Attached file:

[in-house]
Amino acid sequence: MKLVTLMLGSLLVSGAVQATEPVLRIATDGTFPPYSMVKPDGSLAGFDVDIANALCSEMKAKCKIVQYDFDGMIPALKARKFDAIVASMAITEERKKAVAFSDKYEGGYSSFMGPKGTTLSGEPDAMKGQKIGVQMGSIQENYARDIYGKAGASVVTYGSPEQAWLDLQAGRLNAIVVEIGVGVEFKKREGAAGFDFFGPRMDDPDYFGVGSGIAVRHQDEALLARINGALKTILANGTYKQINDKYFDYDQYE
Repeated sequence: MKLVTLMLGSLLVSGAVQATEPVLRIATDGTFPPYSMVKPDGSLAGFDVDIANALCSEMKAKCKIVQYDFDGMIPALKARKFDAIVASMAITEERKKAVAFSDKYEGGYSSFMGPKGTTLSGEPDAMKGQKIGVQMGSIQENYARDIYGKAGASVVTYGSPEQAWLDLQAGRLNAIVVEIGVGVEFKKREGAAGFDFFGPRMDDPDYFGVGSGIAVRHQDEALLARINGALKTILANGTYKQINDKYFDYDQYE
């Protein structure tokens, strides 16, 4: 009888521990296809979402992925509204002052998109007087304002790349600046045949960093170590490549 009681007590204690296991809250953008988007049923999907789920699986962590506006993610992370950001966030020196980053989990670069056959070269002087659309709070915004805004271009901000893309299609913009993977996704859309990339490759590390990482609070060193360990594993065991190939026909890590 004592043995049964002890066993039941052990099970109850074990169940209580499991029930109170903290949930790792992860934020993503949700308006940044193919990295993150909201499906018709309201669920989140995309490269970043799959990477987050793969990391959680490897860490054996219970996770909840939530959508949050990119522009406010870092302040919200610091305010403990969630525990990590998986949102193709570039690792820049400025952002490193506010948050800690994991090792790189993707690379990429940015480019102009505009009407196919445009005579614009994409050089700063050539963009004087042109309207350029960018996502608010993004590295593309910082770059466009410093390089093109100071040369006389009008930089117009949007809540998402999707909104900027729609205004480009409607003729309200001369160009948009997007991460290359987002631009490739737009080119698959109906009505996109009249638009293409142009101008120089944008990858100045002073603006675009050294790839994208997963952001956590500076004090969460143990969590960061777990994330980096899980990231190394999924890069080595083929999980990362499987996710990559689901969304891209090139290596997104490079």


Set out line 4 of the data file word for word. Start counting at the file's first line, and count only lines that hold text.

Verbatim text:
């Protein structure tokens, strides 16, 4: 009888521990296809979402992925509204002052998109007087304002790349600046045949960093170590490549 009681007590204690296991809250953008988007049923999907789920699986962590506006993610992370950001966030020196980053989990670069056959070269002087659309709070915004805004271009901000893309299609913009993977996704859309990339490759590390990482609070060193360990594993065991190939026909890590 004592043995049964002890066993039941052990099970109850074990169940209580499991029930109170903290949930790792992860934020993503949700308006940044193919990295993150909201499906018709309201669920989140995309490269970043799959990477987050793969990391959680490897860490054996219970996770909840939530959508949050990119522009406010870092302040919200610091305010403990969630525990990590998986949102193709570039690792820049400025952002490193506010948050800690994991090792790189993707690379990429940015480019102009505009009407196919445009005579614009994409050089700063050539963009004087042109309207350029960018996502608010993004590295593309910082770059466009410093390089093109100071040369006389009008930089117009949007809540998402999707909104900027729609205004480009409607003729309200001369160009948009997007991460290359987002631009490739737009080119698959109906009505996109009249638009293409142009101008120089944008990858100045002073603006675009050294790839994208997963952001956590500076004090969460143990969590960061777990994330980096899980990231190394999924890069080595083929999980990362499987996710990559689901969304891209090139290596997104490079």